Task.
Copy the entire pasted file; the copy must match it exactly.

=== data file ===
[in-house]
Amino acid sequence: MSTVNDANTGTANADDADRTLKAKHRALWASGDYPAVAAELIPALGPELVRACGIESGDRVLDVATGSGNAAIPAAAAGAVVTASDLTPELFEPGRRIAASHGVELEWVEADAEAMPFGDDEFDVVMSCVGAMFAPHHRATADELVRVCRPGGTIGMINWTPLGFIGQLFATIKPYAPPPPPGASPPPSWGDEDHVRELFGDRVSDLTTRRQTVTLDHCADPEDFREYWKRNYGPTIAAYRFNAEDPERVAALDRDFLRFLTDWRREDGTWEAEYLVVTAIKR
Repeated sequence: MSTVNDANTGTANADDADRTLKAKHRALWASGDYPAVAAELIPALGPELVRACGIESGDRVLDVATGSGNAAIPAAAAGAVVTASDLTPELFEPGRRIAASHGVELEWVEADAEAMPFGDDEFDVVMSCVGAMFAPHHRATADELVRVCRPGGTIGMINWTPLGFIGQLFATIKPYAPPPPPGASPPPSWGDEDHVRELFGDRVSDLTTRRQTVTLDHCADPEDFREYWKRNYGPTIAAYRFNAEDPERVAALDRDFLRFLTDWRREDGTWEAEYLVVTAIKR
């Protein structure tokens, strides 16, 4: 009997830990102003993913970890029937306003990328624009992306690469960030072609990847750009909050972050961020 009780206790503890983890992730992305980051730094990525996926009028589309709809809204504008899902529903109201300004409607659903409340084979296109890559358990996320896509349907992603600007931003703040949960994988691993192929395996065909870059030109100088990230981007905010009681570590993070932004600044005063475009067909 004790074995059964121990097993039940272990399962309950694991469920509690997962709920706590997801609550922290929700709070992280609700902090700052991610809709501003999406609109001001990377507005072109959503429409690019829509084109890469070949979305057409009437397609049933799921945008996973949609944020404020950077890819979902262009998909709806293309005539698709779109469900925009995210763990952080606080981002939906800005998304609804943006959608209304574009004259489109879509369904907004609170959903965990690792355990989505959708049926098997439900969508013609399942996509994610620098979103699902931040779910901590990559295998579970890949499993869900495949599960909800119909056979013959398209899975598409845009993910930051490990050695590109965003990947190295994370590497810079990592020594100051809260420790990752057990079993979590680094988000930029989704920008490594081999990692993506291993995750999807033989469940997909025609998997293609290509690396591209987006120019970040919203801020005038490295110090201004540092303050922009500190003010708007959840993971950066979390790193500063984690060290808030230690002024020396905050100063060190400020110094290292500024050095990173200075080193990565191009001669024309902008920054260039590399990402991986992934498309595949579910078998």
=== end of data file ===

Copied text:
[in-house]
Amino acid sequence: MSTVNDANTGTANADDADRTLKAKHRALWASGDYPAVAAELIPALGPELVRACGIESGDRVLDVATGSGNAAIPAAAAGAVVTASDLTPELFEPGRRIAASHGVELEWVEADAEAMPFGDDEFDVVMSCVGAMFAPHHRATADELVRVCRPGGTIGMINWTPLGFIGQLFATIKPYAPPPPPGASPPPSWGDEDHVRELFGDRVSDLTTRRQTVTLDHCADPEDFREYWKRNYGPTIAAYRFNAEDPERVAALDRDFLRFLTDWRREDGTWEAEYLVVTAIKR
Repeated sequence: MSTVNDANTGTANADDADRTLKAKHRALWASGDYPAVAAELIPALGPELVRACGIESGDRVLDVATGSGNAAIPAAAAGAVVTASDLTPELFEPGRRIAASHGVELEWVEADAEAMPFGDDEFDVVMSCVGAMFAPHHRATADELVRVCRPGGTIGMINWTPLGFIGQLFATIKPYAPPPPPGASPPPSWGDEDHVRELFGDRVSDLTTRRQTVTLDHCADPEDFREYWKRNYGPTIAAYRFNAEDPERVAALDRDFLRFLTDWRREDGTWEAEYLVVTAIKR
């Protein structure tokens, strides 16, 4: 009997830990102003993913970890029937306003990328624009992306690469960030072609990847750009909050972050961020 009780206790503890983890992730992305980051730094990525996926009028589309709809809204504008899902529903109201300004409607659903409340084979296109890559358990996320896509349907992603600007931003703040949960994988691993192929395996065909870059030109100088990230981007905010009681570590993070932004600044005063475009067909 004790074995059964121990097993039940272990399962309950694991469920509690997962709920706590997801609550922290929700709070992280609700902090700052991610809709501003999406609109001001990377507005072109959503429409690019829509084109890469070949979305057409009437397609049933799921945008996973949609944020404020950077890819979902262009998909709806293309005539698709779109469900925009995210763990952080606080981002939906800005998304609804943006959608209304574009004259489109879509369904907004609170959903965990690792355990989505959708049926098997439900969508013609399942996509994610620098979103699902931040779910901590990559295998579970890949499993869900495949599960909800119909056979013959398209899975598409845009993910930051490990050695590109965003990947190295994370590497810079990592020594100051809260420790990752057990079993979590680094988000930029989704920008490594081999990692993506291993995750999807033989469940997909025609998997293609290509690396591209987006120019970040919203801020005038490295110090201004540092303050922009500190003010708007959840993971950066979390790193500063984690060290808030230690002024020396905050100063060190400020110094290292500024050095990173200075080193990565191009001669024309902008920054260039590399990402991986992934498309595949579910078998």